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Reflections on World Mental Health Day.

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Reflections on World Mental Health Day.

Tomorrow, Saturday 10th October, is World Mental Health Day, with this years theme being Mental Health for All. 2020 has been an extraordinary year, with both our physical and mental health at the forefront of all our minds.

They are intrinsically linked, yet in the past often approached as if they were separate entities, with mental health the poor relation. To me it feels like that is changing, that mental health is on the agenda politically and socially. Issues of stigma are finally being addressed through high profile campaigns and those in the public eye speaking out (just in the last couple of weeks there was a fascinating documentary with Freddie Flintoff talking about his 20 year relationship with bulimia, catch it on iPlayer). Conversations seem to be happening that simply would not have taken place even 5 years ago, and are a world away from where we were 20 or 30 years ago.

But perhaps that is just my perspective and a function of my career path and my personal privilege? I am sure that is not the case for many others, and I might benefit from opening my eyes to the experiences of those who still feel stigma everyday, who aren’t able to discuss openly concerns about their mental or physical health, that don’t have access to personal or professional support, that feel the weight of expectation from others, whose cultural background impacts their life choices and experiences. There is evidence, for example, that BAME communities have felt a disproportionate impact this year on both their physical and mental health.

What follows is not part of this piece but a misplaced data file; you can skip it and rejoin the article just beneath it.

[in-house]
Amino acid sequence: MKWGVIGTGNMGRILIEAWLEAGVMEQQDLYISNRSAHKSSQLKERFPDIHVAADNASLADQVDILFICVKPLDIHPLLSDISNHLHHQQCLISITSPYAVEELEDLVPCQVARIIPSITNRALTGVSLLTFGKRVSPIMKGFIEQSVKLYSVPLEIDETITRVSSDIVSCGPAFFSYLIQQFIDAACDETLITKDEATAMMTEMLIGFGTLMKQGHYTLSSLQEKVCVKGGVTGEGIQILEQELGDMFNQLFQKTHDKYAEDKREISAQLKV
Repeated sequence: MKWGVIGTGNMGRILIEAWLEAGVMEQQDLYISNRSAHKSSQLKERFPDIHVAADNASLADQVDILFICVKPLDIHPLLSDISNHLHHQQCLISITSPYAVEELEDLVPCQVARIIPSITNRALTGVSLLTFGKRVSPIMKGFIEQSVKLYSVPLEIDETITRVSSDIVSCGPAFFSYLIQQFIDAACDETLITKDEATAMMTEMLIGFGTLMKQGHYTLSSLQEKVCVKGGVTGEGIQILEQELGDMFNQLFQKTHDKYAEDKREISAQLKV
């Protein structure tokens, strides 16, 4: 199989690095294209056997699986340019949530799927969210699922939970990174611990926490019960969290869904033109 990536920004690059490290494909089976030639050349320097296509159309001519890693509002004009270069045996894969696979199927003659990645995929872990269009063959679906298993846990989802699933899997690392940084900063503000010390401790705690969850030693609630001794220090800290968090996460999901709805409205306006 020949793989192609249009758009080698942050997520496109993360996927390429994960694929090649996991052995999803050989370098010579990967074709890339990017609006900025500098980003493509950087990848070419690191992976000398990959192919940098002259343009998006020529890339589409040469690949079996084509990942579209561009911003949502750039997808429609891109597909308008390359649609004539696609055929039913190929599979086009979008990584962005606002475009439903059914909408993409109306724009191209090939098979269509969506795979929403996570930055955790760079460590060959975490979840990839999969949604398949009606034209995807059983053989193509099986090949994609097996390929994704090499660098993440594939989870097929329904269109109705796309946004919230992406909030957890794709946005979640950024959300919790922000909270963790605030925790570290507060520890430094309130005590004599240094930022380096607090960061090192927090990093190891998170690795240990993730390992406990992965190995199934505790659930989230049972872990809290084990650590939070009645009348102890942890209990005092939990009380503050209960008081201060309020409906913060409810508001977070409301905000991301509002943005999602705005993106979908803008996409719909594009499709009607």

That is why this theme of Mental Health For All is so vital – talking about and experiencing positive mental health should not be the privilege of the few but a way that whole societies and communities function. That includes us as a University community. So this week, and every week, I would encourage you to think about your own relationship with your mental health and how you can support those around you.

We have a range of support on offer, and are always looking to extend this. Other useful CCCU resources include a section called ‘My Wellbeing’ on Managers Space that has some great tips, and Anne Cooke from the Salomon’s Institute wrote a blog recently about the five ways to wellbeing in lockdown. The regular blogs shared as Discursive of Tunbridge Wells are always worth a read. And don’t forget the two e-learning packages you can access.

The experience in your local team is just as critical – maybe arrange a Tea and Talk with your team and get the conversation started. And make sure to take some time to understand more about the experiences of others.

Mental health and wellbeing are critical, not just for their own sake but because it’s fundamentally about how we interact with and act in our world – impacting relationships, work, life. Everyone deserves that opportunity, which is why the theme of Mental Health for All is so important.

Juliet Flynn, Organisational and People Development

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